Tucked away on a quiet street in Dearborn, Michigan, Dearborn Meat Market is easy to miss. On the outside, the restaurant looks like just another Middle Eastern hole-in-the-wall cafe or a simple butcher shop, but when you step inside, you’ll find some of the best meat dishes in the state.
“Dearborn Meat Market is so good,” Matthew Stifler, research and content manager for the Arab American National Museum tells me. “They have this big brick grill in the back, and they grill meat for you. They’re really known for their beef kafta, chicken tawook, and shish kabobs.”
On a typical day, Dearborn Meat Market gets so packed that it’s difficult to move without bumping into someone. The small restaurant’s walls ooze with the aromas of beef and chicken. Like many restaurants in Dearborn, Dearborn Meat Market’s meat is halal, to cater to its many Muslim customers. Since opening in 2007, Dearborn Meat Market has exploded in popularity.
Lebanese food has found a perhaps surprisingly welcome home in Michigan. To the east and west of metro Detroit lies Dearborn, which is home to the country’s largest concentration of Arab Americans, many of whom are Muslim. Roughly 60% of the residents of Dearborn are of Arab descent, and the majority of those people are Lebanese.
“Historically speaking, Lebanese immigrants lived all over the country by the late 1800s,” Stifler explains. “They really went anywhere there was work. In the 1910s, Henry Ford started to mass produce the automobile, so many Lebanese immigrants came to work in the factories. By the 1920s, there was a thriving community and the growth continued.”
Stifler adds that many of the first businesses Arab immigrants opened involved food, since there wasn’t anywhere for them to buy the familiar ingredients from home. Restaurant, bakery, and grocer owners imported food from their home country, and many Lebanese and Syrian immigrants worked as grocers.
“There are roughly over 100 restaurants in Dearborn alone,” Stifler tells me. “You have Yemeni, Iraqi, Palestinian, Syrian, and Lebanese restaurants, and some of the restaurants are small and designed specifically for that community…There are Lebanese restaurants that have been open for 35 years at this point. Those restaurants are designed for both tourists to the area who want to try Arabic food and regulars who have been going there for the past 20 years.”
In some cases, the menus for specific restaurants are not all that different from what menus looked like over a 100 years ago in terms of the dishes being served. However, there are restaurants that have begun to fuse traditional Arabic food with different cuisines.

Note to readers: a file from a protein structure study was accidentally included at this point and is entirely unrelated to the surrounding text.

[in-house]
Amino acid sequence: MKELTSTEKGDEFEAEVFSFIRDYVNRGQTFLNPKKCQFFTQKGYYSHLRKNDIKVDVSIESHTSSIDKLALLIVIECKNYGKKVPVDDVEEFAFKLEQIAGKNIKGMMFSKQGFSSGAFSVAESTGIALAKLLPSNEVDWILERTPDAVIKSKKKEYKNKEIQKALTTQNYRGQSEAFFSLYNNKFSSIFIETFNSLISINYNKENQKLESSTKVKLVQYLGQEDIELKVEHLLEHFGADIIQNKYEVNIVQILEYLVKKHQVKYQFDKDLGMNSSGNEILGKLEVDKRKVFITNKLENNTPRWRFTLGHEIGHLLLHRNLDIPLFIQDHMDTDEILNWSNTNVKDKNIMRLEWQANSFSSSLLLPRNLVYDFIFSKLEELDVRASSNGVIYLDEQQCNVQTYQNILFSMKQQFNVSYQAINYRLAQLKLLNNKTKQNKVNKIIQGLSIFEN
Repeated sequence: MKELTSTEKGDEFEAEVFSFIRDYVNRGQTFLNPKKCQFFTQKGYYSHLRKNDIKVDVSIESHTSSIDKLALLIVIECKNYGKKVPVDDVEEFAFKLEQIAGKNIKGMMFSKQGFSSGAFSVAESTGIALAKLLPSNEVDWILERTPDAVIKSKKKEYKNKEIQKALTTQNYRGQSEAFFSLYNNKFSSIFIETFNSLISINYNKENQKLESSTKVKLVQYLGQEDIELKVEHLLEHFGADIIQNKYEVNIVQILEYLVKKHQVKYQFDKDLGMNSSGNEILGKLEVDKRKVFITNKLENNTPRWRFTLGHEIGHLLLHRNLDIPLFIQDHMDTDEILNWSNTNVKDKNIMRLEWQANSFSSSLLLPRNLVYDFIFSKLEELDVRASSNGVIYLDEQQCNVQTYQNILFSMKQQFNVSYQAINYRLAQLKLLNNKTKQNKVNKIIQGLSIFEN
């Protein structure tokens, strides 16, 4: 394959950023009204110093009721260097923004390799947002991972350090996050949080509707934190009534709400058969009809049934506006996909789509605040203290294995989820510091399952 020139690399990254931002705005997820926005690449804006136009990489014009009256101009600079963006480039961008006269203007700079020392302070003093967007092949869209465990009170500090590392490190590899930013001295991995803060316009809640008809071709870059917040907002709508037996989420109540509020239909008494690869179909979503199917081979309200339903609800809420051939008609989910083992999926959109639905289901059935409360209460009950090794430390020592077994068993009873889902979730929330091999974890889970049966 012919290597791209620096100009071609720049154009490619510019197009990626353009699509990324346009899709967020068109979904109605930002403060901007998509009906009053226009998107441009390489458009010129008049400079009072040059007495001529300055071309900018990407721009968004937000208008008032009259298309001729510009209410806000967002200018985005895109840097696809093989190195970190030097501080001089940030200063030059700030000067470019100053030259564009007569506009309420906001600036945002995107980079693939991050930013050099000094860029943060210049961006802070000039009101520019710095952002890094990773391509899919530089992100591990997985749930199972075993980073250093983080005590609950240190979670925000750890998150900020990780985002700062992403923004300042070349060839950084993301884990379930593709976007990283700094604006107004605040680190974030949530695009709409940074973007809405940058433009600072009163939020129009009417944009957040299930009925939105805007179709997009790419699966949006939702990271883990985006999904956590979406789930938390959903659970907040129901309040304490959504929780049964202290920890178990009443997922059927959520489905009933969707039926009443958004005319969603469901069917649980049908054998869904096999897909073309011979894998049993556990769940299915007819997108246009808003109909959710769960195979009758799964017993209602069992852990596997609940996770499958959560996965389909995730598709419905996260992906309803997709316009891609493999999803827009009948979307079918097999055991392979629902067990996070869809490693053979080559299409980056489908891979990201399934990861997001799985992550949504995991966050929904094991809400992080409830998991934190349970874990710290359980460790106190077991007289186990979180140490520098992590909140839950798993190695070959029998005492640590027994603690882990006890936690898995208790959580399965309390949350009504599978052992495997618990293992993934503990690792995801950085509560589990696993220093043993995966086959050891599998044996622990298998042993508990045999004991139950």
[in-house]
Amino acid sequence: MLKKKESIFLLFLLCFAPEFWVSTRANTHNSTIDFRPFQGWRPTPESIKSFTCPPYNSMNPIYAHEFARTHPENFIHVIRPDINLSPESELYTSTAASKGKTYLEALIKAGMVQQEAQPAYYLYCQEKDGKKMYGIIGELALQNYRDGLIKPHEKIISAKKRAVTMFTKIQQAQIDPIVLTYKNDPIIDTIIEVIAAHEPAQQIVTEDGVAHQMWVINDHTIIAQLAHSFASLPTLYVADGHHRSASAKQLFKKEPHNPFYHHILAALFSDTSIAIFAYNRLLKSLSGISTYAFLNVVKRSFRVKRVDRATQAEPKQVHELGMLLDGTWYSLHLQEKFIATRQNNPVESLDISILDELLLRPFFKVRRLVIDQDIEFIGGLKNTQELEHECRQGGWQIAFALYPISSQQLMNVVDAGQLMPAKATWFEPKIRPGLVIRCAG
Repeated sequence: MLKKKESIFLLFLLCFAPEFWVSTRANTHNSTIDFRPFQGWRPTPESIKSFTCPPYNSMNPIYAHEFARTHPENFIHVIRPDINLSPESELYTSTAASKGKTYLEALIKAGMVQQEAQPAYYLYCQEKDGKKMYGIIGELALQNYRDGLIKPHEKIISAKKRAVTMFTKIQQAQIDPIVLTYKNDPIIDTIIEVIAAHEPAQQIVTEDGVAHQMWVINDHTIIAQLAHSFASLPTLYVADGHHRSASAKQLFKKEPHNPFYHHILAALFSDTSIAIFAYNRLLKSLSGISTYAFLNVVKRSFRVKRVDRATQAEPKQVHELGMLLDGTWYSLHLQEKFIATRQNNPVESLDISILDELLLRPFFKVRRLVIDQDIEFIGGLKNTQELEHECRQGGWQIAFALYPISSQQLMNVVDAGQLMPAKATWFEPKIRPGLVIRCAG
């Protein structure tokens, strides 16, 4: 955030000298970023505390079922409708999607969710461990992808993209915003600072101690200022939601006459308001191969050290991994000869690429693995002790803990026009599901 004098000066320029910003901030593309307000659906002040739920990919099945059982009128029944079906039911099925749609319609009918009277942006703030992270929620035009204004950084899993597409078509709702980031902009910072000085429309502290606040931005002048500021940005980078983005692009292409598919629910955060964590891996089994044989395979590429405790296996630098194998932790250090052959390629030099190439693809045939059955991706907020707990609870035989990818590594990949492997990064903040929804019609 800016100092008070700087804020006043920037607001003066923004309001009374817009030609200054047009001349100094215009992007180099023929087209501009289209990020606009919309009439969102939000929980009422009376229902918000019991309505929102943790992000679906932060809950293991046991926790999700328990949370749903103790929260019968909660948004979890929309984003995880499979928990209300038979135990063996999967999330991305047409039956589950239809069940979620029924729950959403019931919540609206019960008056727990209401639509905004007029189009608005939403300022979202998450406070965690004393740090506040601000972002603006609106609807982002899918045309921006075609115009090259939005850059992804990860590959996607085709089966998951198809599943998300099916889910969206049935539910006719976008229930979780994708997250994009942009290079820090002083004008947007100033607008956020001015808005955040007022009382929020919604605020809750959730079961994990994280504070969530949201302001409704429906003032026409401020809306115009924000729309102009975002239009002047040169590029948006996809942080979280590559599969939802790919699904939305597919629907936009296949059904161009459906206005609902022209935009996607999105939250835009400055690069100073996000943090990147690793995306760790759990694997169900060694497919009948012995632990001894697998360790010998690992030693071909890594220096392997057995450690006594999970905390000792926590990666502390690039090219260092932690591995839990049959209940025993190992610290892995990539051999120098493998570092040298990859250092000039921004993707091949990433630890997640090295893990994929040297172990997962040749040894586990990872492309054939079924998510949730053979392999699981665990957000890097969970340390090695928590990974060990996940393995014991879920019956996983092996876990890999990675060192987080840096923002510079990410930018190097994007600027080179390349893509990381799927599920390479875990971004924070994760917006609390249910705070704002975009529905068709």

“I attribute that to the fact that the community is four-to-five generations old at this point,” Stifler says. “The American born kids grew up eating different types of cuisine, so their taste buds are used to a wide variety of food. When they open a restaurant, it’s less likely to be strictly only Arabic food. They may have a specialty taco on the menu or may even serve sushi! A few years ago there was a big push for poutine, and so one restaurant would serve shawarma poutine.”
If you’re planning a trip to Michigan, it’s worth stopping in Dearborn just to try the Lebanese food. Many restaurants and bakeries still offer traditional Lebanese dishes, while others are experimenting with a fusion cuisine inspired by global flavors. Here are five places to try Lebanese food in Dearborn.
Where to try Lebanese food in Dearborn, Michigan
Shatila Bakery: Ideal for dessert lovers, Shatila Bakery is particularly known for its mouth watering baklava. The bakery also offers a number of other Lebanese treats such as knafeh, maamoul, and kashta, as well as more traditional European pastries such as cookies and cakes.
Where: 14300 W. Warren Ave, Dearborn, MI, 48126
Al-Ameer: First established in 1989, Al-Ameer was one of the pioneering Lebanse restaurants in Dearborn and recently won a James Beard America’s Classic Award. Known for its expansive menu that is ideal for newcomers to Lebanese food, Al-Ameer serves shawarma, baba ganoush, kibbeh, grape leaves, and of course, hummus.
Where: 12170 W. Warren Ave, Dearborn, MI, 48126
Rafic’s Falafel: Rafic’s Falafel is run by a second generation Lebanese-American family, which may explain its eclectic menu. While there are indeed falafels and other traditional Middle-Eastern fare on the menu, there are also fried chicken tenders and submarine sandwiches. It’s a prime example of the blend between Arab and American food.
Where: 6905 Schaefer Road, Dearborn, MI, 48126
Hamido: Another culinary staple in Dearborn, Hamido offers traditional dishes such as falafel, fried kibbeh, and shawarma, but there are also a surprising number of American dishes offered on the menu, too. A few favorites include fried shrimp, a steak melt, and fried chicken.
Where: 13251 W. Warren Ave, Dearborn, MI, 48126
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